I might add that a lot of modern drill presses do not offer the speed reductions that you may need. This is a pet peeve of mine.

    Quote Originally Posted by engineer steve View Post
    Yeah the cut was relatively deep but I wanted to test is the rough way. As for the spindle, I want to replace the entire quill and spindle assembly with a much bigger quill and a standard milling taper, as I said. Besides the spindle I might remake the head just like you see on the cheap milling machines with dovetails and rack and pinion (maybe making a quill somewhat obsolete ?). Thanks for the feedback!
    Some other things related to the above;

    A quill is extremely useful on a Mill (just look at the common Bridgeport) but it is an implementation headache on a DIY mill. This is again where CNC or motor driven feeds, can be a big win on a DIY mill, a motorized linear axis can in many cases make up for the lack of a quill, Depending upon how deep you go down the rabbit hole you can do linear feeds that are in sync with the spindle. Even if you don't go that deep it is often fairly easy to get a decent feed rate manually setting the speed.

    In other words they quill can go away no problem but you really will want a way to feed the Z axis precisely. You don't even need to build this capability in at first, just make the mill so that it is easy to add later.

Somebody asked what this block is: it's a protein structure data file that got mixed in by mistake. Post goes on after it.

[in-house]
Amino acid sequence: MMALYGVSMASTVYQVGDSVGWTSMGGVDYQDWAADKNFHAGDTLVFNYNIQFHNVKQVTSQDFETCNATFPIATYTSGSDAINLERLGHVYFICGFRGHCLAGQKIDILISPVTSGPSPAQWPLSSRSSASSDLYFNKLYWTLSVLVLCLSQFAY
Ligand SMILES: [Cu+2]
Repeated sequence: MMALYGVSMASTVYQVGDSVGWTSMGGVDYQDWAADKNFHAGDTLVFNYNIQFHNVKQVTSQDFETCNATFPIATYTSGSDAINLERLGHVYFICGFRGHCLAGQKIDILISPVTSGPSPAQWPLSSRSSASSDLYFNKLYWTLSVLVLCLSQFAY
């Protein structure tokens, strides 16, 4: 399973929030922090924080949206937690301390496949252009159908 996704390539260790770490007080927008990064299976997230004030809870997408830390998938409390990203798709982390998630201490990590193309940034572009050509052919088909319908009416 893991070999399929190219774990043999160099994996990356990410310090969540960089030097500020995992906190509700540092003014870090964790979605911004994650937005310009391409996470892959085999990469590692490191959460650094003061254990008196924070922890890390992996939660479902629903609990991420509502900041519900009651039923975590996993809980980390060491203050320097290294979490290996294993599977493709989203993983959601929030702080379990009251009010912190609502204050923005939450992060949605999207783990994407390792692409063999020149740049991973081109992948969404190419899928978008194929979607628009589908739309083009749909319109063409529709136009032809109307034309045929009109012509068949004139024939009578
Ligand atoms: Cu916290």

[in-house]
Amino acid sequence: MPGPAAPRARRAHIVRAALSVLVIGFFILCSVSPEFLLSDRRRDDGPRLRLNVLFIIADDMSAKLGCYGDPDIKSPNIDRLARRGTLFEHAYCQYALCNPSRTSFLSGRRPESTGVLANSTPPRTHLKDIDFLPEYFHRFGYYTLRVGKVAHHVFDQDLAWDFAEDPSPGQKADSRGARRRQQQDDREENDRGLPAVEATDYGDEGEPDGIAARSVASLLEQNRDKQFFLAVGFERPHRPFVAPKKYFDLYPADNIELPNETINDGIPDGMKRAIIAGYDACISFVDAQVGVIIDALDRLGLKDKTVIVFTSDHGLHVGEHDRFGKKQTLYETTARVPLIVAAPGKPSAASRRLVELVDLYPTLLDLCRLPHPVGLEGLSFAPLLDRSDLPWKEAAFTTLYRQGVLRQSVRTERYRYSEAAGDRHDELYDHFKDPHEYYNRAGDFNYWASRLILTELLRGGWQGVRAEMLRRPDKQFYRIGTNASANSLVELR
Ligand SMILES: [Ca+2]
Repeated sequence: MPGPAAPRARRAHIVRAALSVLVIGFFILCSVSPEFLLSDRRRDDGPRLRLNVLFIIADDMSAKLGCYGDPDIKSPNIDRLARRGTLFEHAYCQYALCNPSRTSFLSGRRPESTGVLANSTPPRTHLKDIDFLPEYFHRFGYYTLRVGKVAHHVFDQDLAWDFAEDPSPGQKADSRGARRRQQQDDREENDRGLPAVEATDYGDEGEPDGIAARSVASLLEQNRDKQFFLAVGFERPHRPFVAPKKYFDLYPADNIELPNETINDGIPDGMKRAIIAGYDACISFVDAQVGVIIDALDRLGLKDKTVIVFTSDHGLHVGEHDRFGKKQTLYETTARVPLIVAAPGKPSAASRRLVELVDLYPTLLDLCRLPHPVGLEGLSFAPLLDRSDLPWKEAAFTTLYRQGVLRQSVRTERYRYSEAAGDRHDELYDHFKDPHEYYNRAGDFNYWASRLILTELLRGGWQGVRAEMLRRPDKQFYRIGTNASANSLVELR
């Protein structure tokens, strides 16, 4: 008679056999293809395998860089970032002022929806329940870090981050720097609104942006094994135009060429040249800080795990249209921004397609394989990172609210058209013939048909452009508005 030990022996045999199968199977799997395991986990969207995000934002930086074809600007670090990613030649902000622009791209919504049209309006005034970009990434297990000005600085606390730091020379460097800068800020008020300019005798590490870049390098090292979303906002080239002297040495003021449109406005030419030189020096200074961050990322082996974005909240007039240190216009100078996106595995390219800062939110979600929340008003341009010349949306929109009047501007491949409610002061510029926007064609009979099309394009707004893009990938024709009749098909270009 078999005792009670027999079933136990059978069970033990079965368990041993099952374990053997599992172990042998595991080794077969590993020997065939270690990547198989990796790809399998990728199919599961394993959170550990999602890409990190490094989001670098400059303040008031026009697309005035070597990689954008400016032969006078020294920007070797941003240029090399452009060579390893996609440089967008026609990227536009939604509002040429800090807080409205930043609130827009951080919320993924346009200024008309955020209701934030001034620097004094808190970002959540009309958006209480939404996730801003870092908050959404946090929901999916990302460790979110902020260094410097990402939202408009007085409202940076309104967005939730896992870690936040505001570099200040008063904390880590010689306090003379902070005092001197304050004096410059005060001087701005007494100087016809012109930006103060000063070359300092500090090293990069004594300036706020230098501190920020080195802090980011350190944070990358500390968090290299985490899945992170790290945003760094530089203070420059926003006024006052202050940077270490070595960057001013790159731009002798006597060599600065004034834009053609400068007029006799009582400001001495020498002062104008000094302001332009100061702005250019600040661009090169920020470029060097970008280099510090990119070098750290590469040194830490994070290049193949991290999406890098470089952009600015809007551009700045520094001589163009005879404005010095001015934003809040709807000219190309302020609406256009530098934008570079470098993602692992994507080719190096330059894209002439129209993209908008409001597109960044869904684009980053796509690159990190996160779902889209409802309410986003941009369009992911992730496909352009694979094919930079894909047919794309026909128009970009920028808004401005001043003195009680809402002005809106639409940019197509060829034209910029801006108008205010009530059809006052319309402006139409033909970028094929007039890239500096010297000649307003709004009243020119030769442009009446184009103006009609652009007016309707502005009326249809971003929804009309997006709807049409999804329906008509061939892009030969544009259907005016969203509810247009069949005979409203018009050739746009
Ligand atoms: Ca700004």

As for the spindle itself a standard taper implies pretty big bearings and thus a fairly large machine right from the start. I'd suggest looking at just how large an 40 taper spindle is in cartridge form. Even a 30 taper can be large. In all honestly I'd consider a smallish taper until you have a more robust shop. R8 or even an ER spindle would be good enough in a home built machine of this class. The exception would be if you have the equipment or access to equipment, to build up a very robust machine. This quickly can become the difference between a machine that weighs a few hundred pounds assembled and one that weighs several thousand pounds assembled. I can not see a reason to built a 40 taper machine that can't take advantage of the taper to even a limited degree.

    I'm not a big fan of dovetails on DIY unless you have the tools to pull it off. As for Rack and pinion I really believe that a lead screw is better even if it might be more complicated to implement. The primary issue with rack and pinion is backlash and how you deal with it. Leadscrews have their issues too but I just see the implementation as being easier.